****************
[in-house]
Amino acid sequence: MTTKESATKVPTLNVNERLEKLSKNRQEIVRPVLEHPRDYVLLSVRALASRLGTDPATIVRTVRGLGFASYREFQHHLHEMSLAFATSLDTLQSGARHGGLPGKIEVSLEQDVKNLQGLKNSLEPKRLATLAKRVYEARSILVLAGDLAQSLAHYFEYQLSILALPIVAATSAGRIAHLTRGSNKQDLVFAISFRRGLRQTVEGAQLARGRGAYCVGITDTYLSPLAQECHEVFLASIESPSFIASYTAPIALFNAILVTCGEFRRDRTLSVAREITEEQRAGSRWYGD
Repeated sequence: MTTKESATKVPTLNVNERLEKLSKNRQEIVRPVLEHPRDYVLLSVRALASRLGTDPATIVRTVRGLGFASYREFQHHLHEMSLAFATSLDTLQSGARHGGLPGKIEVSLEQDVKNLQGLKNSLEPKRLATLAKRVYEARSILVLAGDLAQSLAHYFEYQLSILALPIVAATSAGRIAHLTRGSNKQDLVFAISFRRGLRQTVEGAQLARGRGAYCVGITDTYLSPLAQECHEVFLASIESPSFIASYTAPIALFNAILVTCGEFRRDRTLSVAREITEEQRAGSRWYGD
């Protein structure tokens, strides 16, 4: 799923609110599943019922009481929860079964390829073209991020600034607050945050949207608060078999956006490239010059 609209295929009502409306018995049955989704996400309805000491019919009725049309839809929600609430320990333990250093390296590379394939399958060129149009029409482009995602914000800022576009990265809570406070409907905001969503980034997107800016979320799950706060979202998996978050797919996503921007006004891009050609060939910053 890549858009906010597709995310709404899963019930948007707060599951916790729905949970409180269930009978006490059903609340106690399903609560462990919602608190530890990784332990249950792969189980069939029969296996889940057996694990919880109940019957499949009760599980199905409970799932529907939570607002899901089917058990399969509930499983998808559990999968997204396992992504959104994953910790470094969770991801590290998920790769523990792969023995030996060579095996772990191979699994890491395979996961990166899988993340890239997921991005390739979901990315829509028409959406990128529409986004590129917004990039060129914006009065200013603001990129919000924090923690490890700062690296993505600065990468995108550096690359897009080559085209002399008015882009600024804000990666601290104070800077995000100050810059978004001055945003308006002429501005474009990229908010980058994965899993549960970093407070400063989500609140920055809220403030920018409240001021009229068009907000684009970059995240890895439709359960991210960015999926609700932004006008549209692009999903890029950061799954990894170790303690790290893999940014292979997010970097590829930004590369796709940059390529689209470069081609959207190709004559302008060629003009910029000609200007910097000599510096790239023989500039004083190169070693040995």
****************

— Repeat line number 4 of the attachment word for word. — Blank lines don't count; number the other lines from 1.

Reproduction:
């Protein structure tokens, strides 16, 4: 799923609110599943019922009481929860079964390829073209991020600034607050945050949207608060078999956006490239010059 609209295929009502409306018995049955989704996400309805000491019919009725049309839809929600609430320990333990250093390296590379394939399958060129149009029409482009995602914000800022576009990265809570406070409907905001969503980034997107800016979320799950706060979202998996978050797919996503921007006004891009050609060939910053 890549858009906010597709995310709404899963019930948007707060599951916790729905949970409180269930009978006490059903609340106690399903609560462990919602608190530890990784332990249950792969189980069939029969296996889940057996694990919880109940019957499949009760599980199905409970799932529907939570607002899901089917058990399969509930499983998808559990999968997204396992992504959104994953910790470094969770991801590290998920790769523990792969023995030996060579095996772990191979699994890491395979996961990166899988993340890239997921991005390739979901990315829509028409959406990128529409986004590129917004990039060129914006009065200013603001990129919000924090923690490890700062690296993505600065990468995108550096690359897009080559085209002399008015882009600024804000990666601290104070800077995000100050810059978004001055945003308006002429501005474009990229908010980058994965899993549960970093407070400063989500609140920055809220403030920018409240001021009229068009907000684009970059995240890895439709359960991210960015999926609700932004006008549209692009999903890029950061799954990894170790303690790290893999940014292979997010970097590829930004590369796709940059390529689209470069081609959207190709004559302008060629003009910029000609200007910097000599510096790239023989500039004083190169070693040995």